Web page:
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New tool to detect species declines can help protect biodiversity

Jeff Doser wants to give conservationists the tools they need to make better decisions. As a postdoctoral researcher in Michigan State University’s  Zipkin Quantitative Ecology Lab in the College of Natural Science (NatSci), he and his team developed a unique model to analyze declining biodiversity and understand the changes occurring within individual species and across broader wildlife communities.

In a new paper, published in Methods in Ecology and Evolution, the team shows how integrating data from multiple species and data sources can take analyses a step further than previous approaches. Their integrated community occupancy model, or ICOM, merges two fields of statistical ecology: data integration and hierarchical community modeling, into a single analytical framework that can reveal how biodiversity patterns and dynamics are changing over space and time.

Outdoor portrait of Jeff Doser
Jeff Doser

“By taking a holistic approach, we can make better conservation recommendations,” Doser said. “We can evaluate how species and whole communities are responding to global changes and we can determine which areas to prioritize for conservation. We can also pinpoint locations with insufficient data.”

To test the new framework, the team used data from a community of 12 foliage-gleaning bird species across the White Mountain National Forest as a case study and compared the results against previous models. Finding enough data to address broad-scale biodiversity questions is often difficult because it can be expensive and logistically challenging to collect data across vast regions. There is often a tradeoff in data collection in which high data quality data can only be obtained in smaller areas and generally over shorter time frames. So Doser and his team combined multiple data sources to account for these complexities.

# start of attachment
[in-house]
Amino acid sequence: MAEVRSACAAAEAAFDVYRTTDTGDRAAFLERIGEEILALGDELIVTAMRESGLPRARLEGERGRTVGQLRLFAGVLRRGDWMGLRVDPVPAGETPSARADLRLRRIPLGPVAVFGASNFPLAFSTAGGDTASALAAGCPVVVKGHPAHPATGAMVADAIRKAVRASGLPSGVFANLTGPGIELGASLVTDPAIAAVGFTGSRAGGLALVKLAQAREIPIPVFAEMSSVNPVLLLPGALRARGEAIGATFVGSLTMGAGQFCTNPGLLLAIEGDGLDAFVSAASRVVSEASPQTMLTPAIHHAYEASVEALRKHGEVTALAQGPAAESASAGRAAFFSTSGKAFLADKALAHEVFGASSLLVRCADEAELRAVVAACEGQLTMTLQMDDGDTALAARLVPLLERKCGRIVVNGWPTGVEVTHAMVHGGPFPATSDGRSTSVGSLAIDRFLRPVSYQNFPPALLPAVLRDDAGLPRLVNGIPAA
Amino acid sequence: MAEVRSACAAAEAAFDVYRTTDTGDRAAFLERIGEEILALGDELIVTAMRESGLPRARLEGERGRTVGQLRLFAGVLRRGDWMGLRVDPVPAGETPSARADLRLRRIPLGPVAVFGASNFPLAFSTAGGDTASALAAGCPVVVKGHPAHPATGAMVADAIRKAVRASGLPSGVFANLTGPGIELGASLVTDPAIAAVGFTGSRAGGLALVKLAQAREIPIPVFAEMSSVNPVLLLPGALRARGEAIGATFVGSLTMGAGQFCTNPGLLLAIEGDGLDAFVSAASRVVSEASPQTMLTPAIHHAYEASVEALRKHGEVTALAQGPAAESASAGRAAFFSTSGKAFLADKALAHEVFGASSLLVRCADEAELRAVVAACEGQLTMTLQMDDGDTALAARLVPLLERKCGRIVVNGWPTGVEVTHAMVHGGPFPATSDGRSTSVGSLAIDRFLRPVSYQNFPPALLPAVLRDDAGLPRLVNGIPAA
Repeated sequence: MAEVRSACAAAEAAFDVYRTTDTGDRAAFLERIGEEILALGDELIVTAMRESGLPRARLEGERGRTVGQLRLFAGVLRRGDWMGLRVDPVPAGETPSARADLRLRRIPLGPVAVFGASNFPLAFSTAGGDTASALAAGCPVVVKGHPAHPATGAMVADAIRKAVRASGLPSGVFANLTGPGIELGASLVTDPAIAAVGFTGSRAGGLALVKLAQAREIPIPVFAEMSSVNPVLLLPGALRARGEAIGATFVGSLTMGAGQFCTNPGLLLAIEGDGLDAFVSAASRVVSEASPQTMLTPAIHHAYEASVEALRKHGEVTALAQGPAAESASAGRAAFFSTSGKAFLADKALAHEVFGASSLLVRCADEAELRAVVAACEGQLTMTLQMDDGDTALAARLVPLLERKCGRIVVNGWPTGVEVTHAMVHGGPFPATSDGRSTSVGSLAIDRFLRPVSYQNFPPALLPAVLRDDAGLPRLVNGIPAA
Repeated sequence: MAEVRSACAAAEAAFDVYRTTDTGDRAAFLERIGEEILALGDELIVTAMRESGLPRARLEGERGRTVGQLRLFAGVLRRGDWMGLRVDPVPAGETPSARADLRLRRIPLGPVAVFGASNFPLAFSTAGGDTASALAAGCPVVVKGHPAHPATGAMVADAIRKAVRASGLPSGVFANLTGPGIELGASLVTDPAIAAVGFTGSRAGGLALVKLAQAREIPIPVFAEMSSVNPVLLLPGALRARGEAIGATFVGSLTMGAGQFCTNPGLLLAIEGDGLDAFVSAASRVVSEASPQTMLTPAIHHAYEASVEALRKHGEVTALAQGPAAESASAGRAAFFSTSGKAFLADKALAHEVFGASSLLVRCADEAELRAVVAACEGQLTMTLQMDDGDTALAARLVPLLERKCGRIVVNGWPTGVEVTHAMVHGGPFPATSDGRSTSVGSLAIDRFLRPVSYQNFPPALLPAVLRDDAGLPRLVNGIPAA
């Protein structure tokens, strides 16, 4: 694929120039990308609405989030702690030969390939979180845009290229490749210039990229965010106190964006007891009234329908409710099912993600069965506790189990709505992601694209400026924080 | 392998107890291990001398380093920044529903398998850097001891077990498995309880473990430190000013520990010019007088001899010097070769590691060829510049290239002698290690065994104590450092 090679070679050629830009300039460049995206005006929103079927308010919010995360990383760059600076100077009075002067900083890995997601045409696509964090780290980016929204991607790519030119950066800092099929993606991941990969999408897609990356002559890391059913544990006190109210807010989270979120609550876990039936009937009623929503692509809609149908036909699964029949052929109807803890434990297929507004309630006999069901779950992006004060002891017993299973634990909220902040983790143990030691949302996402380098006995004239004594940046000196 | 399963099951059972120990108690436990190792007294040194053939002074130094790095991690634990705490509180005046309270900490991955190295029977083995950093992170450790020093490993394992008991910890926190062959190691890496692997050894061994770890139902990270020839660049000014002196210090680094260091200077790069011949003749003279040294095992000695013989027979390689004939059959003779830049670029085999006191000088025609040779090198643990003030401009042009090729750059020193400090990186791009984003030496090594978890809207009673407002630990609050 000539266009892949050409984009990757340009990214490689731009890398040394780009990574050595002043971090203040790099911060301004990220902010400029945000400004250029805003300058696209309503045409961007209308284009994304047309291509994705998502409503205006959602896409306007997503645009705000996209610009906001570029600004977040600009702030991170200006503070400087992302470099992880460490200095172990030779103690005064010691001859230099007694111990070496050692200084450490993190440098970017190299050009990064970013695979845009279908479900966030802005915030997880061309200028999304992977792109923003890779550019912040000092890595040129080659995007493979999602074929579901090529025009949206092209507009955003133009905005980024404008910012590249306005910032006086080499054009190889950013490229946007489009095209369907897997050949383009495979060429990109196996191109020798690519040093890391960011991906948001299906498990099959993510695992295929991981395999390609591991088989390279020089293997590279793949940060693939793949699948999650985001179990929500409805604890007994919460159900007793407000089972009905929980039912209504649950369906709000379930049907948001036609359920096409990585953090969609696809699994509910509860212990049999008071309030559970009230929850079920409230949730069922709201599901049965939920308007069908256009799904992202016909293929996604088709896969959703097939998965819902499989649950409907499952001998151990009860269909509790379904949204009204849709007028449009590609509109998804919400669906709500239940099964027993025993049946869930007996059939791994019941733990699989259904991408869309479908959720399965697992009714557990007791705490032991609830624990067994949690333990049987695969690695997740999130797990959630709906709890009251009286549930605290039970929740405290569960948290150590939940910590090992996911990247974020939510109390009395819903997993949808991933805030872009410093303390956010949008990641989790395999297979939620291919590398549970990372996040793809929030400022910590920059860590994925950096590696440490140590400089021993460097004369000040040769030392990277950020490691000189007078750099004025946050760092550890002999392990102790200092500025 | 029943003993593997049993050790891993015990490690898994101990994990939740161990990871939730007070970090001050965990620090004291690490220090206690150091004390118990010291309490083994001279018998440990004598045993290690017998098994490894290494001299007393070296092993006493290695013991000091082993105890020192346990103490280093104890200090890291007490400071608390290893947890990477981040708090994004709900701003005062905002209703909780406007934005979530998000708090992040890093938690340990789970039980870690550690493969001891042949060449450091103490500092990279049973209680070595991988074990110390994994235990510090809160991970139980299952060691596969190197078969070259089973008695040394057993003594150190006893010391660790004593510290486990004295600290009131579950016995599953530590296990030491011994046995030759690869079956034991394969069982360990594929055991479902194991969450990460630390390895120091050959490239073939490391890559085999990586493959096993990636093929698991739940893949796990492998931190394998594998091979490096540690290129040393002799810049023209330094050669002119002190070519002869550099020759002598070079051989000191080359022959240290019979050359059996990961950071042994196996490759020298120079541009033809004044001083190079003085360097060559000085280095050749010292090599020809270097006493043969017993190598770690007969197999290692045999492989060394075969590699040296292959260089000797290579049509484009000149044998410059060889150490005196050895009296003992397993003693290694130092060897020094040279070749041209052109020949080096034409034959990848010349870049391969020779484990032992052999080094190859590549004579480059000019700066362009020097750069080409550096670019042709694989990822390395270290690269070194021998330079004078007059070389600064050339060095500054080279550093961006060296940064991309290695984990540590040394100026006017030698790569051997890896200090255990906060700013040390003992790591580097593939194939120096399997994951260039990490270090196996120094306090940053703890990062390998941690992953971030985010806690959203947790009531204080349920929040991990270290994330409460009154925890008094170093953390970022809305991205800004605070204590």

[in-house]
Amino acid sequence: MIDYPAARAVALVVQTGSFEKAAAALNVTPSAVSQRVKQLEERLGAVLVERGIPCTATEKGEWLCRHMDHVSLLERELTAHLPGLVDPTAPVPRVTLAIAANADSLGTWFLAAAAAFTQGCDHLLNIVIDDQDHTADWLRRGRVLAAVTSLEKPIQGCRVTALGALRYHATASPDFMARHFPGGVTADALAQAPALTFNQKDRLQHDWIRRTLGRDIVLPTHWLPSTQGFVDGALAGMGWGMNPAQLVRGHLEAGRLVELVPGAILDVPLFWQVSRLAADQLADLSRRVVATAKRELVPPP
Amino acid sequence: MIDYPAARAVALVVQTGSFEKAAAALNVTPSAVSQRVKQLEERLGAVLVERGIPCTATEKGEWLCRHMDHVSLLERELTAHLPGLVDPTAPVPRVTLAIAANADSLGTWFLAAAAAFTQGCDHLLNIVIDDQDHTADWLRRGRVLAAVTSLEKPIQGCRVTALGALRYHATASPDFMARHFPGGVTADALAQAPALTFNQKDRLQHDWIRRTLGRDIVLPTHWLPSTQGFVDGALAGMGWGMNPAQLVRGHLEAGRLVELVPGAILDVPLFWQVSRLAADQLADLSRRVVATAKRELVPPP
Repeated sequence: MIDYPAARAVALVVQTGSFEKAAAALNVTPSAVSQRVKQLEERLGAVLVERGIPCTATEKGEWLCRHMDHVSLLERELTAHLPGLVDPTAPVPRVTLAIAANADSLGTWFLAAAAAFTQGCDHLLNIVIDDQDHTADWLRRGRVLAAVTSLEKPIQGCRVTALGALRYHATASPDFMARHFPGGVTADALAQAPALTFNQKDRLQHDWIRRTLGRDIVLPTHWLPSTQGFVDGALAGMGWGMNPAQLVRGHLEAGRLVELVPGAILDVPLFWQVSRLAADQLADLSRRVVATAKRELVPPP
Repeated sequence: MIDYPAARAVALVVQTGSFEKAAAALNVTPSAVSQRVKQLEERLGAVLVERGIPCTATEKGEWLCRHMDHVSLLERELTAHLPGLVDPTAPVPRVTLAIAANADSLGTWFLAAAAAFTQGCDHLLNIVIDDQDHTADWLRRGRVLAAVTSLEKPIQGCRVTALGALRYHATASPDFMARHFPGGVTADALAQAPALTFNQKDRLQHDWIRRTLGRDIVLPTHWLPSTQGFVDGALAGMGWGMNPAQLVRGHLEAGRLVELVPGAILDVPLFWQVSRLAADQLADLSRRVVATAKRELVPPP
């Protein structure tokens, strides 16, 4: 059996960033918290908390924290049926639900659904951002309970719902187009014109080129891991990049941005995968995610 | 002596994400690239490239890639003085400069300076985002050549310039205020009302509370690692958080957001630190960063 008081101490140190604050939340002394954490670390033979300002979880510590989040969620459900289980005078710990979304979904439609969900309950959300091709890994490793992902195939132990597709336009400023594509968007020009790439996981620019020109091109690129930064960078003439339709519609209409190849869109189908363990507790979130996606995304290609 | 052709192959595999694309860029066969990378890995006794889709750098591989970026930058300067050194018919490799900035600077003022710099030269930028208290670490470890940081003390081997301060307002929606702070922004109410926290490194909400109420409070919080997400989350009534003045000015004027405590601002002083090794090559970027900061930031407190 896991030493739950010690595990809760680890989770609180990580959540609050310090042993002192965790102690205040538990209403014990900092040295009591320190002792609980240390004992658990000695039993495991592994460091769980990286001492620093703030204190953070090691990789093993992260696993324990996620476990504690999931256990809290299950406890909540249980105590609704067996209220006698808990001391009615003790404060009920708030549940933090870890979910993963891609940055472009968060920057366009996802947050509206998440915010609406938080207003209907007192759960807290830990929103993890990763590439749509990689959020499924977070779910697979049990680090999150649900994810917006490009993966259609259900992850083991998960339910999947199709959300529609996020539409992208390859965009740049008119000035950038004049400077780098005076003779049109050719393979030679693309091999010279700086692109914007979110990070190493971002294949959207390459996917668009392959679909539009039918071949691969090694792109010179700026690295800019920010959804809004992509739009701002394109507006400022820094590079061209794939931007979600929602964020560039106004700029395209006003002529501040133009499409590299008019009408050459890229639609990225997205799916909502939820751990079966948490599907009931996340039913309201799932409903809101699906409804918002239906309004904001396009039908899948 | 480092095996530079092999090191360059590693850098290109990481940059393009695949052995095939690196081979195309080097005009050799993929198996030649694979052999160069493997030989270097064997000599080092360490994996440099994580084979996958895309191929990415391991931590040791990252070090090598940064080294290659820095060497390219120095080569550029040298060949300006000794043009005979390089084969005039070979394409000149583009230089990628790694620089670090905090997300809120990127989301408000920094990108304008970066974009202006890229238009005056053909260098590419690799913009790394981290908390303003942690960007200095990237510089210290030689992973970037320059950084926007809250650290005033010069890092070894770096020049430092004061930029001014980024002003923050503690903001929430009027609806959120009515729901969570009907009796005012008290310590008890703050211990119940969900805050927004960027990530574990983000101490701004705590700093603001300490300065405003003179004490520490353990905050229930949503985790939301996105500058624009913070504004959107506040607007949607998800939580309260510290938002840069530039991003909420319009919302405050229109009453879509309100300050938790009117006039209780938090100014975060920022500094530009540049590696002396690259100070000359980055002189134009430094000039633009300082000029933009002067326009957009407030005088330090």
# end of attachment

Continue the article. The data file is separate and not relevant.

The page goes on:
“Data integration is one of the most promising approaches for assessing and predicting biodiversity in a changing world,” said senior author Elise Zipkin, associate professor in the NatSci Department of Integrative Biology and EEB director. “One of the greatest challenges that conservationists face is determining what exactly causes species declines and yet, there is limited data available for most species in most geographic regions.”

To benefit from different types of data, Doser used two high quality data sources from two small forest plots and one lower quality source with data available throughout the forest. The case study and simulations showed that the ICOM surpassed its predecessors on many fronts. Compared to single-species analyses, it provided more precise and more accurate estimates of species parameters than analyses that used only one data source. It also generated more accurate biodiversity inferences as compared to previous multi-species models that used only a single data source.

The hope is that this model will lead to similar analyses on other taxonomic groups around the world and better-informed conservation efforts. Zipkin’s lab is already extending this framework to understand how climate change and land-use change are influencing bird and butterfly communities in the United States over the last several decades, with the goal of making forecasts on species distributions into later parts of the century.

For Doser, the research is only part of the work. His commitment to disseminating robust modeling tools has led him down the path of software development. The team recently produced a freely available software package, spOccupancy, to provide researchers and conservation practitioners with the ability to evaluate species trends using state-of-the-art modeling tools, such as the ICOM. The package was introduced in another paper in the journal Methods in Ecology and Evolution.

“Making our models accessible to other researchers and the interested public is important for what we want to accomplish”, Doser said. “Many resource managers have limited training in mathematics and statistics, so it is important to provide accessible tools that they can leverage to achieve conservation goals.  This is the direction my research is heading.”

The ICOM code is posted, with directions, on the Zipkin lab’s code archive alongside all the models the lab has developed.

“Open science is critical to effective conservation,” Zipkin added. “We strive to make our work accessible, reproducible, and transparent, which, we hope, will help push forward this important area of research.”

Read the story in The College of Natural Science.